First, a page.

A method to determine the duration of the eclipse phase for in vitro infection with a highly pathogenic SHIV strain

Yusuke Kakizoe, Shinji Nakaoka, Catherine A.A. Beauchemin, Satoru Morita, Hiromi Mori, Tatsuhiko Igarashi, Kazuyuki Aihara, Tomoyuki Miura, Shingo Iwami

Research output: Contribution to journalArticlepeer-review

32 Citations (Scopus)

Abstract

The time elapsed between successful cell infection and the start of virus production is called the eclipse phase. Its duration is specific to each virus strain and, along with an effective virus production rate, plays a key role in infection kinetics. How the eclipse phase varies amongst cells infected with the same virus strain and therefore how best to mathematically represent its duration is not clear. Most mathematical models either neglect this phase or assume it is exponentially distributed, such that at least some if not all cells can produce virus immediately upon infection. Biologically, this is unrealistic (one must allow for the translation, transcription, export, etc. to take place), but could be appropriate if the duration of the eclipse phase is negligible on the time-scale of the infection. If it is not, however, ignoring this delay affects the accuracy of the mathematical model, its parameter estimates, and predictions. Here, we introduce a new approach, consisting in a carefully designed experiment and simple analytical expressions, to determine the duration and distribution of the eclipse phase in vitro. We find that the eclipse phase of SHIV-KS661 lasts on average one day and is consistent with an Erlang distribution.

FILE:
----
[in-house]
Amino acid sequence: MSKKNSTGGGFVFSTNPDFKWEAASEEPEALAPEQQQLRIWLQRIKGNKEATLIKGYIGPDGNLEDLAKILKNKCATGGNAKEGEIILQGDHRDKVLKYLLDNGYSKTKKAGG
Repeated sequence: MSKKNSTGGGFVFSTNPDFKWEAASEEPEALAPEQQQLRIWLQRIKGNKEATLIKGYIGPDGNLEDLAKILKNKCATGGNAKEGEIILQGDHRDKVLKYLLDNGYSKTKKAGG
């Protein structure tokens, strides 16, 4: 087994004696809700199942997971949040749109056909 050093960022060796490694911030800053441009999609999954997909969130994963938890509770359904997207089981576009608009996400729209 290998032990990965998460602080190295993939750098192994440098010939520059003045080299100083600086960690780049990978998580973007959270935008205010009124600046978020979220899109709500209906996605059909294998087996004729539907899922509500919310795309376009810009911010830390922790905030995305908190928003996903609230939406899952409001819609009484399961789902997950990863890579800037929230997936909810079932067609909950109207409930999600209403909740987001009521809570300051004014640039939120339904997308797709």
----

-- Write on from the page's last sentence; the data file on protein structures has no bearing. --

Original languageEnglish
Article number10371
JournalScientific reports
Volume5
DOIs
Publication statusPublished - May 21 2015

All Science Journal Classification (ASJC) codes

  • General

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